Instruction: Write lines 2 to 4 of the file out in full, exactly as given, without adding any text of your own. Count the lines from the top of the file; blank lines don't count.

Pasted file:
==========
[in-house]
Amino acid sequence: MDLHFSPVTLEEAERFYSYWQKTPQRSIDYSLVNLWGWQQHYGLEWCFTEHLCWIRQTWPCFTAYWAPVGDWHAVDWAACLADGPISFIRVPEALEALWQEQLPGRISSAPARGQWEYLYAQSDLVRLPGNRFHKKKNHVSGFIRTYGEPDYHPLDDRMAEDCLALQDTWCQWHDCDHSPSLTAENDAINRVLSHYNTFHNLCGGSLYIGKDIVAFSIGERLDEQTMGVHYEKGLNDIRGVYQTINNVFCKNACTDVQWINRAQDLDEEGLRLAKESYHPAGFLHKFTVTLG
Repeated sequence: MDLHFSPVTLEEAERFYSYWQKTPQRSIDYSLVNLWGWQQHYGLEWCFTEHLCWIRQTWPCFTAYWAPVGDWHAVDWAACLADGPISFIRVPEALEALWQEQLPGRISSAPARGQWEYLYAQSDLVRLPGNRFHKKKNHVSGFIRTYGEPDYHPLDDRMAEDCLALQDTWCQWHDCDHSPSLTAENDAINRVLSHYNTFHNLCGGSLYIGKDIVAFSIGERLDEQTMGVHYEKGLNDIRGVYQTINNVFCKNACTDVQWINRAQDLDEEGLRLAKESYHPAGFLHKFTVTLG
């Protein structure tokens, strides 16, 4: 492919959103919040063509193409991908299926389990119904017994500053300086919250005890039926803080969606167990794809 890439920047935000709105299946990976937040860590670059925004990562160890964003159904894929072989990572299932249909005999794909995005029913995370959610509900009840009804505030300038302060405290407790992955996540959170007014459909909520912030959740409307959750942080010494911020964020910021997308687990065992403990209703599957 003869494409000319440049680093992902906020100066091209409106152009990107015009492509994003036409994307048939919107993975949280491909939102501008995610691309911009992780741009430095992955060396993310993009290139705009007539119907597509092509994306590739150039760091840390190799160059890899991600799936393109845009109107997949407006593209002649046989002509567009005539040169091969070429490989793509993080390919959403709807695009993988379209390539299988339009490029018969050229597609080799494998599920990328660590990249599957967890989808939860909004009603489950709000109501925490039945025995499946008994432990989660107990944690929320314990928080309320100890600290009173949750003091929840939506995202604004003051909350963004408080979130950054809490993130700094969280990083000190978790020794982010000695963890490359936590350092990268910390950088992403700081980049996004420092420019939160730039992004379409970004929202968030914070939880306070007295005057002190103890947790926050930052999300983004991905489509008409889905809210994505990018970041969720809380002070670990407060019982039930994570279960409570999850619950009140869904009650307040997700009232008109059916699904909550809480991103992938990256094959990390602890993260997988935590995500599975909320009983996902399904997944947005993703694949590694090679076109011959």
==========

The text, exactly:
Amino acid sequence: MDLHFSPVTLEEAERFYSYWQKTPQRSIDYSLVNLWGWQQHYGLEWCFTEHLCWIRQTWPCFTAYWAPVGDWHAVDWAACLADGPISFIRVPEALEALWQEQLPGRISSAPARGQWEYLYAQSDLVRLPGNRFHKKKNHVSGFIRTYGEPDYHPLDDRMAEDCLALQDTWCQWHDCDHSPSLTAENDAINRVLSHYNTFHNLCGGSLYIGKDIVAFSIGERLDEQTMGVHYEKGLNDIRGVYQTINNVFCKNACTDVQWINRAQDLDEEGLRLAKESYHPAGFLHKFTVTLG
Repeated sequence: MDLHFSPVTLEEAERFYSYWQKTPQRSIDYSLVNLWGWQQHYGLEWCFTEHLCWIRQTWPCFTAYWAPVGDWHAVDWAACLADGPISFIRVPEALEALWQEQLPGRISSAPARGQWEYLYAQSDLVRLPGNRFHKKKNHVSGFIRTYGEPDYHPLDDRMAEDCLALQDTWCQWHDCDHSPSLTAENDAINRVLSHYNTFHNLCGGSLYIGKDIVAFSIGERLDEQTMGVHYEKGLNDIRGVYQTINNVFCKNACTDVQWINRAQDLDEEGLRLAKESYHPAGFLHKFTVTLG
């Protein structure tokens, strides 16, 4: 492919959103919040063509193409991908299926389990119904017994500053300086919250005890039926803080969606167990794809 890439920047935000709105299946990976937040860590670059925004990562160890964003159904894929072989990572299932249909005999794909995005029913995370959610509900009840009804505030300038302060405290407790992955996540959170007014459909909520912030959740409307959750942080010494911020964020910021997308687990065992403990209703599957 003869494409000319440049680093992902906020100066091209409106152009990107015009492509994003036409994307048939919107993975949280491909939102501008995610691309911009992780741009430095992955060396993310993009290139705009007539119907597509092509994306590739150039760091840390190799160059890899991600799936393109845009109107997949407006593209002649046989002509567009005539040169091969070429490989793509993080390919959403709807695009993988379209390539299988339009490029018969050229597609080799494998599920990328660590990249599957967890989808939860909004009603489950709000109501925490039945025995499946008994432990989660107990944690929320314990928080309320100890600290009173949750003091929840939506995202604004003051909350963004408080979130950054809490993130700094969280990083000190978790020794982010000695963890490359936590350092990268910390950088992403700081980049996004420092420019939160730039992004379409970004929202968030914070939880306070007295005057002190103890947790926050930052999300983004991905489509008409889905809210994505990018970041969720809380002070670990407060019982039930994570279960409570999850619950009140869904009650307040997700009232008109059916699904909550809480991103992938990256094959990390602890993260997988935590995500599975909320009983996902399904997944947005993703694949590694090679076109011959």